View VIDEO of this transcript
Dan Gramza explains the basics of trading the grain markets for newbies.
I’m here talking to Dan Gramza about something I’ve been wanting you to teach me about. I’m interested in the grain market, but frankly I don’t know anything about it. I know you traveled and toured the exchange 30 years ago.
You go way back in this.
Yeah, I do a bit.
You can actually tour the exchange at one point.
That’s right, and if you look at some of the characteristics, let’s talk about that point. For example, let’s talk about Minneapolis Grain Exchange. People always think about the Chicago Board of Trade, which is important. If you look at soybeans, corn, wheat, that’s where a lot of that product moved. But If you talk about wheat, you need to include the Minneapolis Grain Exchange, as well as, the Kansas City Board of Trade as well, but Minneapolis.
Here’s what I remember, Rob. At the Minneapolis Exchange, going back 30 years, they had a couple of things that fascinated me. One, they would actually physically look at the grain, in this case wheat; that was their product. So, they had these large windows on the side and those large windows weren’t there just to get a view to the outside, it was for natural light. They had these tables set up, and they had what they called a thief and the thief they would put into the railroad car and pull it out. They’d get a sample of that wheat in that car.
And you’d look at the product?
And they’d put it in a pan, a pan about maybe six or seven inches in diameter, about an inch high; a pie pan. They’d put that in there and then the traders in the room under natural light could view that product line. That would give them one way to assess the wheat that came out of that railroad car that may be part of a delivery process that they’re going to look at.
It is amazing.
That’s absolutely amazing.
We’re not doing that so much today when we go around the world. But that is the process that was used.
What do you think about the grain markets now? Is the world food supply dwindling as I keep hearing? I mean, this is something I’m really interested in and I’m sure that people who come to these Expos and watch these videos, I mean, are we really running out of these food resources?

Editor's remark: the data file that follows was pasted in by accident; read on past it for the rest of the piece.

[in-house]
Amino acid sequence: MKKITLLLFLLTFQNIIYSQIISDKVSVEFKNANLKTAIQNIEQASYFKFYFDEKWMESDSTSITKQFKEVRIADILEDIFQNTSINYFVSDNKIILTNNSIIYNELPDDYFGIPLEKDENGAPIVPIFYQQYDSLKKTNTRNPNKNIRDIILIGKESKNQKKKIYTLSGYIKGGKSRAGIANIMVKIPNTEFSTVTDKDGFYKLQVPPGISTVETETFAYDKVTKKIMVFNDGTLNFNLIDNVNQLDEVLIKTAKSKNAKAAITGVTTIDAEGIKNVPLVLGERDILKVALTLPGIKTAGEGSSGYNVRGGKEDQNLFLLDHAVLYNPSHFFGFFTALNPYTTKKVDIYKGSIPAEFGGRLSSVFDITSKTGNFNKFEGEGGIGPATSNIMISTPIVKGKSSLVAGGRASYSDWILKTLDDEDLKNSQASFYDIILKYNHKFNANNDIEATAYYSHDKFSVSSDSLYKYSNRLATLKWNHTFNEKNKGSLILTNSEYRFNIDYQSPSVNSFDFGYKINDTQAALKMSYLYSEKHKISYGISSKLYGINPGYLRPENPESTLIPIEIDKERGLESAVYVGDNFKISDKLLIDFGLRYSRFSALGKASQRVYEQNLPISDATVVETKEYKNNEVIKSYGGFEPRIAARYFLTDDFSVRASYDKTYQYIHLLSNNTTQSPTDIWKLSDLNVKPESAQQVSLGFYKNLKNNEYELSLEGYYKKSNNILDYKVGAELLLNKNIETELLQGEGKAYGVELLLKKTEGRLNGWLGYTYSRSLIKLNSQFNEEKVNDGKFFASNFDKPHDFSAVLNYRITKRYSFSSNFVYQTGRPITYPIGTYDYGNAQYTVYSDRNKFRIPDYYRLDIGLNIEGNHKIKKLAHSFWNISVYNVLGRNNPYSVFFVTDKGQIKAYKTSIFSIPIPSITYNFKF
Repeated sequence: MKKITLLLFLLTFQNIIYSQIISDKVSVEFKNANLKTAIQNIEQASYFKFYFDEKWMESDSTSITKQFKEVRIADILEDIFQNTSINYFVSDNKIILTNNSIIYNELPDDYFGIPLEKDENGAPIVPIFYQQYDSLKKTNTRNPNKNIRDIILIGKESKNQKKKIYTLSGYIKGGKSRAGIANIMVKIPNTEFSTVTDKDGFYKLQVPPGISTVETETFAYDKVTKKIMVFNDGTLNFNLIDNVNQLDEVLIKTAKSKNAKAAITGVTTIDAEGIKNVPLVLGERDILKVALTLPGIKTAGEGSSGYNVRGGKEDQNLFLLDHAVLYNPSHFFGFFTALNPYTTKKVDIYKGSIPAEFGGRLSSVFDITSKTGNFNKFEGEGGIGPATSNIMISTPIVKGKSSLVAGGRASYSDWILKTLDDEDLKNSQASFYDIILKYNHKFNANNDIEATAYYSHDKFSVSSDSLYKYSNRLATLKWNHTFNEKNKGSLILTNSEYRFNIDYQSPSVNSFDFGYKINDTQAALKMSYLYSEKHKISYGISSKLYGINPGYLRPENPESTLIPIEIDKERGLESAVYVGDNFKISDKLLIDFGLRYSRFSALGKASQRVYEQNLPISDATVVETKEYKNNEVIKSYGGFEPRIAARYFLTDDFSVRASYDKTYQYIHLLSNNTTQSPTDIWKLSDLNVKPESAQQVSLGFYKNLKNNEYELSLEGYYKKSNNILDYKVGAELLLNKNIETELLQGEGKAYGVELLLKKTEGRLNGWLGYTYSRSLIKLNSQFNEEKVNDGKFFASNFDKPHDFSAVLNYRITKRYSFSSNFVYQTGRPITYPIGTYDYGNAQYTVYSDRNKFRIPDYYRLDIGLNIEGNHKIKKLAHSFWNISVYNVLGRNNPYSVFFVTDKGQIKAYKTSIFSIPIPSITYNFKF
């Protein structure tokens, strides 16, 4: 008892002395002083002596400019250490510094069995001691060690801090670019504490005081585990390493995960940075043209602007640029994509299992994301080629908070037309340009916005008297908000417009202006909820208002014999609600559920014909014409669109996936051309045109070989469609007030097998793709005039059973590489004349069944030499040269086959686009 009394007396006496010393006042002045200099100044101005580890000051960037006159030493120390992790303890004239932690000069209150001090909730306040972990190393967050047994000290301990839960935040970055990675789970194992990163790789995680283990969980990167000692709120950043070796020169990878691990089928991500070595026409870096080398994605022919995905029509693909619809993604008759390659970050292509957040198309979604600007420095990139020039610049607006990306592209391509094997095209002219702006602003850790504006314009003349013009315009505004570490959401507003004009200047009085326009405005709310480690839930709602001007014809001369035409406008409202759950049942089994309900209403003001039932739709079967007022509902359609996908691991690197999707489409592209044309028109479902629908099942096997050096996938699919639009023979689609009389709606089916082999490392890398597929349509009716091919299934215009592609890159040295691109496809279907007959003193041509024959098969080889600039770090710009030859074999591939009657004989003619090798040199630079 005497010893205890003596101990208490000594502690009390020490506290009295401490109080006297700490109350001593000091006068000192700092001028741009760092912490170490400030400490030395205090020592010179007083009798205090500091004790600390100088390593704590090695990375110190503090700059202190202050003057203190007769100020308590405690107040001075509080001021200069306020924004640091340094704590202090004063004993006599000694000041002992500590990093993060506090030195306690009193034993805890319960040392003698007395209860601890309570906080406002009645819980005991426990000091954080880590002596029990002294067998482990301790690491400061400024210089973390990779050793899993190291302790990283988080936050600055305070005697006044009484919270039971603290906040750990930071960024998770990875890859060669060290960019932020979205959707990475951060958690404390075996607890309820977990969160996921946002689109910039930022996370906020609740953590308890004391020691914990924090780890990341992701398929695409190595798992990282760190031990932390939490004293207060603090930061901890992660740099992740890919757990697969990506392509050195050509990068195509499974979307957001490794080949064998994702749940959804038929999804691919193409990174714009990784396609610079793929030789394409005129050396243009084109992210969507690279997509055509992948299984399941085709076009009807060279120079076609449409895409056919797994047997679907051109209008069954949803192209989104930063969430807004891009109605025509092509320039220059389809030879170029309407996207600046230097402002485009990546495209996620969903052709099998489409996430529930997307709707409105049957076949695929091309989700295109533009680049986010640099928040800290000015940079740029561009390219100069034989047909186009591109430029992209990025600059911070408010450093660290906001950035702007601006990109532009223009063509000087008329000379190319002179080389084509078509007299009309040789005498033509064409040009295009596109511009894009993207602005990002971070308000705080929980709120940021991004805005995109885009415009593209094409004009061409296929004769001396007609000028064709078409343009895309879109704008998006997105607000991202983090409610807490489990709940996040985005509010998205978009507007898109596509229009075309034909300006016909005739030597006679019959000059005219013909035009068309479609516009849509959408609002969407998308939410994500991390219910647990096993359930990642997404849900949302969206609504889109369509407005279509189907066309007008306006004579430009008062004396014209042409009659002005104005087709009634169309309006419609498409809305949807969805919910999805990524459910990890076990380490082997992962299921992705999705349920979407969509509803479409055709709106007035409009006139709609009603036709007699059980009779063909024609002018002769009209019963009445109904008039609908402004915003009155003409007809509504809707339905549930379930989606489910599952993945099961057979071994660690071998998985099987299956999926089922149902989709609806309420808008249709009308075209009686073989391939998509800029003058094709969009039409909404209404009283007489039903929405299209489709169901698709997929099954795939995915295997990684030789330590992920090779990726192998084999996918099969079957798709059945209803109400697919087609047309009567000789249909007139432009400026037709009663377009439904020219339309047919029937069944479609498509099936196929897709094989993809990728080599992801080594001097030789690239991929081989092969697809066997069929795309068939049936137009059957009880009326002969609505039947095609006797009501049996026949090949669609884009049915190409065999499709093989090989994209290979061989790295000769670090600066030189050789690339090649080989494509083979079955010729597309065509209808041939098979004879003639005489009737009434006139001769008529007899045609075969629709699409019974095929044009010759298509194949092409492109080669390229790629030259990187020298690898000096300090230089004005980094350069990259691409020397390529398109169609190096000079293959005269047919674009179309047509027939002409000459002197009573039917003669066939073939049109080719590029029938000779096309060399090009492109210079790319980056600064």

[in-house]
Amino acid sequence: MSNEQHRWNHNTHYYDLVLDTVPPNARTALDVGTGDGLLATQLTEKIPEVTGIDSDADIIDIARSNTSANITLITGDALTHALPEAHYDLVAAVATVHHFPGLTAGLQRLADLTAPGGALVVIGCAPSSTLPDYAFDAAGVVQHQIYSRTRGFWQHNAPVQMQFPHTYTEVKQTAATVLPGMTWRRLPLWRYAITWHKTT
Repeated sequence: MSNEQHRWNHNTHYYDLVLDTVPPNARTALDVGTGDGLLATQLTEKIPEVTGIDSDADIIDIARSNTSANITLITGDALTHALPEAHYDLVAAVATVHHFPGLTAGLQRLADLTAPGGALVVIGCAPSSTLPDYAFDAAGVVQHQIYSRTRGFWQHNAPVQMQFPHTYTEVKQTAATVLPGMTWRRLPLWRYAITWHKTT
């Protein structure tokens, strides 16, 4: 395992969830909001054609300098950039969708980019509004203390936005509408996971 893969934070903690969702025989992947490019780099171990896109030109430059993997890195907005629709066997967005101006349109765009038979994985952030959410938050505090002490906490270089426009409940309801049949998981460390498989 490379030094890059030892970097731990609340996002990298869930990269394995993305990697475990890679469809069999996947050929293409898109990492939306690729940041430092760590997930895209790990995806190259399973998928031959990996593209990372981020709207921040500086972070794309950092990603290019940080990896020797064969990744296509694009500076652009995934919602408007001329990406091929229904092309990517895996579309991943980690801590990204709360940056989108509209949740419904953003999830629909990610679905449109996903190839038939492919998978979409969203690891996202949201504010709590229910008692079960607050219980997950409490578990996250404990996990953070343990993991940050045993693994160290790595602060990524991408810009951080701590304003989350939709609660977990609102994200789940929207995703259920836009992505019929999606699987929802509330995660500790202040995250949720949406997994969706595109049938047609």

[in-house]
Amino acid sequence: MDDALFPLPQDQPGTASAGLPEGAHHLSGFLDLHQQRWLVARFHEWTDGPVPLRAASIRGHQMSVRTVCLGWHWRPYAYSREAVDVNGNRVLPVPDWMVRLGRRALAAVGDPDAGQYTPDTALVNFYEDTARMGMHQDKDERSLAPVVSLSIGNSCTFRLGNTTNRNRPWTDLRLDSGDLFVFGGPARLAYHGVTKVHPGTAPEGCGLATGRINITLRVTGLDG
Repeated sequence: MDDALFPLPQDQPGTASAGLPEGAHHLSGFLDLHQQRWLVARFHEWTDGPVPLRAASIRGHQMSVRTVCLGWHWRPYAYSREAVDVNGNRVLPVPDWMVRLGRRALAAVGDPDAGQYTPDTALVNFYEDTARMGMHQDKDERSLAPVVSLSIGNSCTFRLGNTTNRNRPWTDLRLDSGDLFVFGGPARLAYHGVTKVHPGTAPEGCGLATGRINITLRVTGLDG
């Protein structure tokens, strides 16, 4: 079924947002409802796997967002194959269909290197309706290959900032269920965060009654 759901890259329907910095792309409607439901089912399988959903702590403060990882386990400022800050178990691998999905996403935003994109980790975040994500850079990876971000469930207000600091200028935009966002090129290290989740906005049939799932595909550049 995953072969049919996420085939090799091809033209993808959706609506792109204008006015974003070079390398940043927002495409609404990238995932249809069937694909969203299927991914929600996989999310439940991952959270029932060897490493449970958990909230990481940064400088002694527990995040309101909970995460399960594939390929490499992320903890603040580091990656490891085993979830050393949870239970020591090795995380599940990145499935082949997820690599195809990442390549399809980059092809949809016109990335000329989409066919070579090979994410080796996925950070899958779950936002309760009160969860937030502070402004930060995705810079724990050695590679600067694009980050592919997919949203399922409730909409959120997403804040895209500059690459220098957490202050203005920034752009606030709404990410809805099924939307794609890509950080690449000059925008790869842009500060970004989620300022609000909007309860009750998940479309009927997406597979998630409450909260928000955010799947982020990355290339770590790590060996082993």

Well, actually no, we’re not. When it comes to the grains, here are a couple of things you and I want to keep I mind that we look at how much was left from last year, the carry-out is the term they use. How much do we have left? How much do we have in the ground? How much have we produced and what is our demand?
If our demand is this much, we have this much carry-out, and we produce this much, we’ll meet demand. Right now, that’s the debate Rob. You’re on target there. Do we have enough globally to meet demand? In the United States, at the beginning of the year they said my gosh, we have planted more corn than we have ever planted. Holy Toledo, we’re going to have a lot of corn. We had some weather patterns this year.
It’s a long distance between planting, as you know, and harvesting and getting the actually yield. Now as that happens, as we finish up, something else happens, which is what we’re seeing in the markets right now and that is South America. Brazil and Argentina primarily, those are the second largest producing areas for soybeans and corn.
They’ve had good moisture when they planted their products this year. In January and February, they’re going to start harvesting those and then we can see. Right now, they’re looking at record yields, but we still have some issues in terms of production. If you look at wheat, if you look at China, if you look at the Ukraine, Canada, Australia, those countries have had a very difficult time this year for wheat. I think that’s the one that may lead the complex. Right now, supplies seem to be high so the pressure is to the downside. I’m cautious on the downside. Where I sell these market ETFs, do I want to stay short? I want to be a little cautious about that because I think we have the potential for another push back to the upside.
It looks my Lucky Charms and Honey Nut Cheerios are safe for another year.
I think for a little while.>